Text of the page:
How safe are vaccines and their contents?

As mentioned previously, the active component in a vaccine is the ‘antigen’. This can be in the form of weakened (attenuated live vaccine) or inactivated microbes, parts of microbes, or modified microbial toxins (toxoid vaccine). Vaccines are made up not only of the antigen, but also multiple excipients that improve the effectiveness of vaccines and provide a longer expiry date. The following Figure shows a summary of the multiple vaccine components.

Examples of attenuated live vaccines that are available in the market include the tuberculosis (BCG) vaccine and oral polio vaccine. The attenuated microbes present in the vaccines are unable to reproduce to the quantities required to cause disease. This relatively small amount of attenuated microbes however, is sufficient to trigger our bodies to produce antibodies that give our bodies the ‘memory’ to prevent future infection.

Meanwhile, inactivated vaccines contain microbes killed using formaldehyde. These microbes are unable to reproduce once introduced to the human body but are still able to stimulate the body to produce immunity, albeit through multiple doses.

The hepatitis B and human papillomavirus (HPV) vaccines on the other hand, are made up only of the immune response-inducing segment of microbes without the rest of the illness-causing portions. The hepatitis B vaccine for example, contains the protein coat on the hepatitis B virus surface. Toxoid vaccines such as the diphtheria vaccine do not contain the bacteria itself but a toxoid modified through inactivation of the diphtheria exotoxin. Actual bacterial toxins cause illnesses but the inactivated toxoids do not result in illnesses, yet they afford immunity to future toxin exposure.

These are examples of the active ingredients of vaccines. However, in recent years many people have been expressing concern about the other ingredients in vaccines and their safety. Let’s have a look at these other possible ingredients, which include adjuvants, stabilizers, and preservatives, as well as trace components such as antibiotics and inactivating agents.

Adjuvants are added to enhance the body’s immune response towards the antigen. Examples of common adjuvants include aluminum hydroxide and aluminum phosphate. Despite some concerns regarding the side effects of aluminum, studies have shown that the exposure to aluminum through vaccination is much lesser than the amount consumed from food and water!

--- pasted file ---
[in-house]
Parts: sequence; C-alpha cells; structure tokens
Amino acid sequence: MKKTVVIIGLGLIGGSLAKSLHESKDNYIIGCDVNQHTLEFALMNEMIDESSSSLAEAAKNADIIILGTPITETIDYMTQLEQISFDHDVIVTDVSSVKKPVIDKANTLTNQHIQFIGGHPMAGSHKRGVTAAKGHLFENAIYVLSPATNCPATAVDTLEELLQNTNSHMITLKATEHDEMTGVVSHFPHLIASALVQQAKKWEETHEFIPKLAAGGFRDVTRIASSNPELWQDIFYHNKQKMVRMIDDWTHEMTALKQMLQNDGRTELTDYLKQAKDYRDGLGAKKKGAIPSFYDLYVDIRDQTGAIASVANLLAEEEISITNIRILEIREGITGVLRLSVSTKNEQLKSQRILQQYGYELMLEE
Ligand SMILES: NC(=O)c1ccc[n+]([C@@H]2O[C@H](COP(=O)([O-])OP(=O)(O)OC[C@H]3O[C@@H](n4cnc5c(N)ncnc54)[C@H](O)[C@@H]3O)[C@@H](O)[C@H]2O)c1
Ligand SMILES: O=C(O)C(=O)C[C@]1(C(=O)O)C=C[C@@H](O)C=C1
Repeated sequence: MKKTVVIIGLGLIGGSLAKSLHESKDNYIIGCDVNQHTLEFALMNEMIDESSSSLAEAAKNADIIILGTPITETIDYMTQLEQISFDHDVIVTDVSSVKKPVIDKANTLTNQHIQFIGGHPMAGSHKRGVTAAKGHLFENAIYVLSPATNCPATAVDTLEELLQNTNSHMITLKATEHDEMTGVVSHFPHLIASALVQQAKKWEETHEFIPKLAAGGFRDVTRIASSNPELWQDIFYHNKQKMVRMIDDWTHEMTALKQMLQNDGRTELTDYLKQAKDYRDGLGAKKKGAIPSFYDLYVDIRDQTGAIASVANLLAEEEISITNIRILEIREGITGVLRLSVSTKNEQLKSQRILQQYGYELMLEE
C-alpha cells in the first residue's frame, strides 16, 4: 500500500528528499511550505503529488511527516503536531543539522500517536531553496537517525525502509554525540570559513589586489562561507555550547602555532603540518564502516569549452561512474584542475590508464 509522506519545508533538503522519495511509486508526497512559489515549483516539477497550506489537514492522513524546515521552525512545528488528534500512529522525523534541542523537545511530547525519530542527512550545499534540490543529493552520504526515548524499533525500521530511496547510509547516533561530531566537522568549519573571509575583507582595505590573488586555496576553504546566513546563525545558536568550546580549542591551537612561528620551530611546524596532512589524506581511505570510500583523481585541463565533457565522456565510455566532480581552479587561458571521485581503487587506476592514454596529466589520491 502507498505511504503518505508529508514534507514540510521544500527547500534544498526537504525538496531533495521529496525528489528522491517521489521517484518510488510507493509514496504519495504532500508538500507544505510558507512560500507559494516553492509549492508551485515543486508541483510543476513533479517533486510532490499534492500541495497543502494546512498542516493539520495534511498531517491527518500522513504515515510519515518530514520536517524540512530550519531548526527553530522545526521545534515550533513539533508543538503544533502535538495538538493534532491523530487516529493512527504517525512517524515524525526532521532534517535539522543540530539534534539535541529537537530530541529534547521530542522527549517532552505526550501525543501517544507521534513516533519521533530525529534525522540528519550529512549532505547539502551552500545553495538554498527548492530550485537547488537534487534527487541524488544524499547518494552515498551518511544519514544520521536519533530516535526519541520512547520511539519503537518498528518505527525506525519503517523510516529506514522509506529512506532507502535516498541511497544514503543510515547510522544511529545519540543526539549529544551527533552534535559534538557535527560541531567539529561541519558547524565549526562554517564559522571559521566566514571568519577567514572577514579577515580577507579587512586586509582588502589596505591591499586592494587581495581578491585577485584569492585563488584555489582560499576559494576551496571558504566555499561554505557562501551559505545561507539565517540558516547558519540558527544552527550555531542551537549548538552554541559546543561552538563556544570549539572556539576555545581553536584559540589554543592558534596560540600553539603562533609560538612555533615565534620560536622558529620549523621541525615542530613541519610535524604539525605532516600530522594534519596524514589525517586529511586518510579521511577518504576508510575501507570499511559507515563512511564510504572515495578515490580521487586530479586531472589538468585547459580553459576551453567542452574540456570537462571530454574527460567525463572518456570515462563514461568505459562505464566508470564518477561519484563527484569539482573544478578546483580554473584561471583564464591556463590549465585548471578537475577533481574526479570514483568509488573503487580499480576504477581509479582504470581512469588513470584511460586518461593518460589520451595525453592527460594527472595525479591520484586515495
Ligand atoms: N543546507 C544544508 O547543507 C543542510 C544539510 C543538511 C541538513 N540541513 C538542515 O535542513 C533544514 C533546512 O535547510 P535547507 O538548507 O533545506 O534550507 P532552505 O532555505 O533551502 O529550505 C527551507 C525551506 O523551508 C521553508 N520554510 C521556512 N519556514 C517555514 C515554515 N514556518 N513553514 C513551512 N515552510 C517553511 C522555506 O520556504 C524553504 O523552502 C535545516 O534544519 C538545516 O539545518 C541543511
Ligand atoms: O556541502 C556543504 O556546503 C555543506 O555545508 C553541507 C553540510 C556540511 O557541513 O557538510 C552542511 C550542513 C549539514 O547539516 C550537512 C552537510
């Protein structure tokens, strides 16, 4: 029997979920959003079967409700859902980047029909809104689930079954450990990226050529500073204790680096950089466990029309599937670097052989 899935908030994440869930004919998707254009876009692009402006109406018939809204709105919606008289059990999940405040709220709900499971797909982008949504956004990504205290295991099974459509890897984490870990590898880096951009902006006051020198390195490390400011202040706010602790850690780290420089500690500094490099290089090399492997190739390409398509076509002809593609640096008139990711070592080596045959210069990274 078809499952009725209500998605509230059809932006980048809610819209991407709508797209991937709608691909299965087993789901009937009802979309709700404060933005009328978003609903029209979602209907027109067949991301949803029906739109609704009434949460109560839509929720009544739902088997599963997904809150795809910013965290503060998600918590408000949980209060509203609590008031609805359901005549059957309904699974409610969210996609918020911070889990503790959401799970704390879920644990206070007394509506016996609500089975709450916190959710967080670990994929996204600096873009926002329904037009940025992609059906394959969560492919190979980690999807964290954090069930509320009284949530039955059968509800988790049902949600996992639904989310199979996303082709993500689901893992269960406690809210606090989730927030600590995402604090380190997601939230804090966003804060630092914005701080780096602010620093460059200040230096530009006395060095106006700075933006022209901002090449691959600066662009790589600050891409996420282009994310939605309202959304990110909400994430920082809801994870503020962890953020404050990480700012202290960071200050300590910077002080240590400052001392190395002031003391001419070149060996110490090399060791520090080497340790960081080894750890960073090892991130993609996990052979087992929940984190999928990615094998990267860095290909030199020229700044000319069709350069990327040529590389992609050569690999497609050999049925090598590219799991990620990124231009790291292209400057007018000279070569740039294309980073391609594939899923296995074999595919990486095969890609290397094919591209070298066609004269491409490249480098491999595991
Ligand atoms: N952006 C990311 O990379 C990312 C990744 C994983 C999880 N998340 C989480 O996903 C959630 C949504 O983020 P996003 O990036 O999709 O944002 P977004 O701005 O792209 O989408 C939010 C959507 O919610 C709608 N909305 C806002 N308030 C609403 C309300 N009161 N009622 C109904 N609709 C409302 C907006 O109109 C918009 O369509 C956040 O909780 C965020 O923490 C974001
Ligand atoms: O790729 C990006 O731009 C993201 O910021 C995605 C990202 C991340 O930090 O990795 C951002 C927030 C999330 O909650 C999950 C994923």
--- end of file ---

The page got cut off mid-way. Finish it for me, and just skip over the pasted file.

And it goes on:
As most vaccines are produced through freeze-drying of multi-component mixtures, there is a risk of destabilization of the vaccine. Thus, stabilizers are primarily used to prevent separation of the vaccine components. The common stabilizers used are human serum albumin, gelatin, lactose, sucrose and amino acids. Human serum albumin is a natural blood component while the latter examples are commonly found in our daily diet.

In order to ensure the absence of microbial growth, preservatives are usually added –in a way similar to how preservatives are added to processed food such as jams. Examples of preservatives in vaccine include thiomersal, phenol and phenoxyethanol. Thiomersal has been safely used as a vaccine preservative for over 80 years, phenol is commonly found in mouthwash and lozenges while phenoxyethanol is commonly found in cosmetic products. In fact, most single-dose vaccines no longer contain preservatives.

Vaccines may also contain minute (sometimes undetectable) quantities of substances remaining from the manufacturing process known as ‘trace components’. These could be anything ranging from antibiotics, inactivating agents, cell culture fluid, egg proteins to yeast.

Antibiotics are added into vaccines during manufacturing to prevent microbial contamination but are mostly removed in subsequent purification. While there may be traces of these antibiotics left, it is usually in very small ‘micro-gram’ quantities that are mostly undetectable in the final vaccine. Furthermore, antibiotics known to cause allergies in selected individuals, such as penicillin and cephalosporin are not used in vaccine manufacture.

Small amounts of inactivating agents such as formaldehyde and glutaraldehyde, on the other hand, are incorporated during the manufacturing of inactivated and toxoid vaccines. As a matter of fact, the amount of formaldehyde present naturally in the body of a newborn is more than 50 times higher than that received from a dose of vaccine.

Contrary to the growing misconception about vaccine safety, most of the excipients in vaccines can in fact be found in our day to day household products. Furthermore, numerous studies have shown that concerns linking vaccination to autism and other chronic illnesses are largely unfounded. Do not hesitate to clarify any of your doubts regarding vaccination with your healthcare providers and together, we can improve immunization rates through proper understanding!



  1. Factsheet: Vaccine Components. National Centre for Immunisation Research and Surveillance. May 2013.
  2. Common Ingredients in U.S Licensed Vaccines. Food and Drug Administration (FDA). US Department of Health and Human Services.
  3. Understanding Thimerosal, Mercury and Vaccine Safety. Centers for Disease Control and Prevention. Feb 2013.
  4. Study Reports Aluminum in Vaccines Poses Extremely Low Risks to Infants. Food and Drug Administration (FDA). US Department of Health and Human Services.


Hui Ling Lau
Hui Ling Lau

PhD, MPharm, RPh

A Doctor of Philosophy (PhD) in Pharmacy currently lecturing in Taylor's University.

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